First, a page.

ONE CAR TWO CRITICS: Subaru’s practical performer
The Subaru WRX STI is a hero car to many thanks to its stellar motorsport career and, priced from $55,527 on the road, it's among the best value, genuine all-round performance cars money can buy. Four doors, five seats and a decent sized sedan boot bring practical benefits, too, but can it serve both as a family daily driver and a weekend plaything?
IAIN: A living legend, this one. What teenager in the 1990s didn't long for a Subaru WRX?
JULES: Well, me. Revheads used to have them, with giant wheels and exhausts, ridiculous suspension and booming audio, right?
IAIN: Ignore the shouty modified ones; think back to Impreza WRXs flying sideways, spitting flames and making World Rally Championship heroes of Colin McRae, Possum Bourne, Chris Atkinson …
JULES: I remember the WRX in the Colin McRae Rally video game. Shouldn't it have gold wheels and lighter blue paint?
IAIN: Fair call. You can still get WRC blue but no gold wheels sadly. Ours is a bit subtler in dark blue.
JULES: Not subtle, no. Giant rear wing? Massive bonnet scoop? Painted glow-in-the-dark brake calipers? I've got to do the school run in this thing.
IAIN: Well you'll be the raciest mum in the car park then, plus the kids love it. They knew it was a race car from the barking of the 2.5-litre turbo boxer. You don't need the rear wing by the way, it's a $300 option.
JULES: Even so, surely for the $55,000 we could get plenty of other talented performance cars?
IAIN: Rivals for similar money include the VW Golf R, Honda Civic Type R, Ford Focus RS, Renault Megane RS, or spend a bit more and get a BMW M140i … all hatchbacks.
THE LIVING SPACE
JULES: Well, it ticks the sporty boxes. Alcantara trim, manual gearbox, metal pedals, chunky steering wheel plus stitching, seat sides and seat belts in red.
IAIN: Other than that, it's a bit dark and dated but feels very well screwed together.
JULES: It's not dated, it's a tech fest. There are information screens everywhere. It's hard to pick out relevant data when driving. I don't care about my cornering g-force or throttle percentage, a digital speedo is fine.
IAIN: All that on-board telemetry will be handy at the racetrack. The steering wheel is a sea of buttons though. It all takes a lot of learning.
JULES: The audio is incredible but, even with all those screens, why no Apple CarPlay? Criminal.
IAIN: It's not great for the family either. The kids have plenty of space for their car seats in the back but I couldn't fit even one bike in the boot. Hot hatches do the trick there.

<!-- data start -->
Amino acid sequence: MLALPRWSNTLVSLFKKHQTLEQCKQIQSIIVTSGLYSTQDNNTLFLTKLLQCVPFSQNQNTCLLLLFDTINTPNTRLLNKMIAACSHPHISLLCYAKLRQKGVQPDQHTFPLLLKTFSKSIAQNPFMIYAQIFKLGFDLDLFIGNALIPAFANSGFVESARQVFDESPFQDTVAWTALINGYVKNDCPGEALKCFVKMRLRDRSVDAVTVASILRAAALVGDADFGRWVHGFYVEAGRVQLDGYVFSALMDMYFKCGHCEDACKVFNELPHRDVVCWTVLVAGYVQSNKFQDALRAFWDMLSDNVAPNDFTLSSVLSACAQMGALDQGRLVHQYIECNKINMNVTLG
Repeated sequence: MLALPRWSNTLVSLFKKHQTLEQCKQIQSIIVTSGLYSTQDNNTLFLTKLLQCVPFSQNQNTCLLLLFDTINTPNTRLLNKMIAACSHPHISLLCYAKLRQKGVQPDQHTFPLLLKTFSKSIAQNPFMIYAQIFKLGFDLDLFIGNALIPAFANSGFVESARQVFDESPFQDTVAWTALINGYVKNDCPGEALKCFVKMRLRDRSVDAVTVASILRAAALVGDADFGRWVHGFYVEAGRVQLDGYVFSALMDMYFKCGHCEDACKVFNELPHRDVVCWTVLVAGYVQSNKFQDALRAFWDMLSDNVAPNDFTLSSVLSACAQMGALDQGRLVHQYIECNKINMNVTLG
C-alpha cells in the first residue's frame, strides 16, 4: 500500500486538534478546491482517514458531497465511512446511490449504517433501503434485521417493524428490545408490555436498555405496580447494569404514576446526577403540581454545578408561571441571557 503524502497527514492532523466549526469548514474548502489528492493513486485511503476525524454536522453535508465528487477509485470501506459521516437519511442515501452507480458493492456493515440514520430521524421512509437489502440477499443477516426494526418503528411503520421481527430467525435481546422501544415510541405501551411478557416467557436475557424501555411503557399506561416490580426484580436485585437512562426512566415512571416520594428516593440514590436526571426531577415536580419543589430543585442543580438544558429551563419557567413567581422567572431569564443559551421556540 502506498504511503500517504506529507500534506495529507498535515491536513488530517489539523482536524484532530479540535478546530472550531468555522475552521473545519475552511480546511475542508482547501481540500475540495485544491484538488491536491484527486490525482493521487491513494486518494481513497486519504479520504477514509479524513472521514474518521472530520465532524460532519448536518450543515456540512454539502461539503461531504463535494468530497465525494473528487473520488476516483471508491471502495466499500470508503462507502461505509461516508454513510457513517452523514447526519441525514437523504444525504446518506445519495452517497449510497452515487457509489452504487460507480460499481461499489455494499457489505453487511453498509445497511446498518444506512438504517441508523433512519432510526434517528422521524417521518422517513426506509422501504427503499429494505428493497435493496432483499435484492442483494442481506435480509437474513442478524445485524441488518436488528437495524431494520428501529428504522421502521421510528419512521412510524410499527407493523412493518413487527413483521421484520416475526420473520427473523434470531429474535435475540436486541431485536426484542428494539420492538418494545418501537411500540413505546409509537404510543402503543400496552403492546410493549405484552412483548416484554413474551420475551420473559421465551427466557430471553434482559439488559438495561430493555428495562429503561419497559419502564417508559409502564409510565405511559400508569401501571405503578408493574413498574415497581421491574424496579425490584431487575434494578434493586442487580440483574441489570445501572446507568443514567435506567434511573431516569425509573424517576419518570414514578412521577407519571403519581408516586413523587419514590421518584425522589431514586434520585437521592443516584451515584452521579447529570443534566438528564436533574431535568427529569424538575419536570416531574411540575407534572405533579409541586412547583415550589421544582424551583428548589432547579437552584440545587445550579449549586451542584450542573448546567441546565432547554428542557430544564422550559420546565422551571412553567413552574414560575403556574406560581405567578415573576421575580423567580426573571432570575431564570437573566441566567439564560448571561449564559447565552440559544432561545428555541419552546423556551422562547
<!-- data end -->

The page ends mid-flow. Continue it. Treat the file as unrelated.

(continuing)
JULES: I love a manual but not this one in school traffic. The clutch is heavy and it's hard not to bunny hop away unless you nail the throttle.
IAIN: Yeah, that's not really good form outside the school gates. It's a hugely eager engine and certainly prefers to be worked.
JULES: The performance is awesome but we just haven't got the roads to do it justice.
IAIN: It's not that powerful or quick though. For a turbo car these days, 221kW isn't huge and 0-100km/h in 5.2-seconds is fast rather than hyper. It's the STI's cornering speed that will truly show where your money's going.
JULES: That must be why it's so stiff and uncomfortable. Not a daily driver for me, even though the sport seats were unexpectedly comfortable on a long drive.
IAIN: I reckon it could just about do daily duties without too many chiro appointments. But if you don't intend to take one to the track, save your money and get a normal WRX.
JULES: I really enjoyed the performance when out on rural roads but I didn't enjoy taking it to the supermarket. It's such a male car. I felt people were judging me for driving one. They were expecting a hoon to climb out.
IAIN: You may get mistaken for Molly Taylor; she was 2016 Australian Rally Champion in an STI, you know.
JULES: I bet her rally version doesn't have a rear camera. That was handy and the dash monitor is very good too. But for around town I was shocked by how much fuel it drank. I averaged over 15L/100km there.
IAIN: Leadfoot. It needs premium 98 too.
IAIN: What a weapon. The engine makes a thumping noise at high revs. You've really got
to be close to the redline to get the most shove; the turbo lag can be surprising otherwise.
JULES: It loves being driven fast and that dirt road section we did showed off how playful it could be, yet safe with brilliant brakes and all the technology underneath.
IAIN: It's so stable and grippy in the turns but, yes, it feels as if it was made for dirt road shenanigans. In Sport Sharp mode the engine felt more responsive. I had a play with the adjustable centre differential to send a bit more torque to the rear wheels.
JULES: I told you not to touch that button. I was happier with how safe it felt in full all-wheel drive mode.
JULES: It's super fast, clever and good value but its style is just too male. And it's not easy telling your friends you have an STI. It's a no for me.
IAIN: I see your point. It's a yes for me but only if you plan to use your WRX STI on the track or if you live down a long, twisty gravel back road.
SUBARU WRX STI
PRICE From $55,527 drive-away (cheap for the ability)
WARRANTY AND SERVICING 3 years/unlimited km, $2296 for 3
ENGINE 2.5-litre 4-cyl turbo, 221kW/407Nm (plenty)
SAFETY 5 stars, 7 airbags but no AEB or other driving aids (not good)
THIRST 10.4L/100km (thirsty; 98 RON)
SPARE Space-saver (expected)
BOOT 460L (average)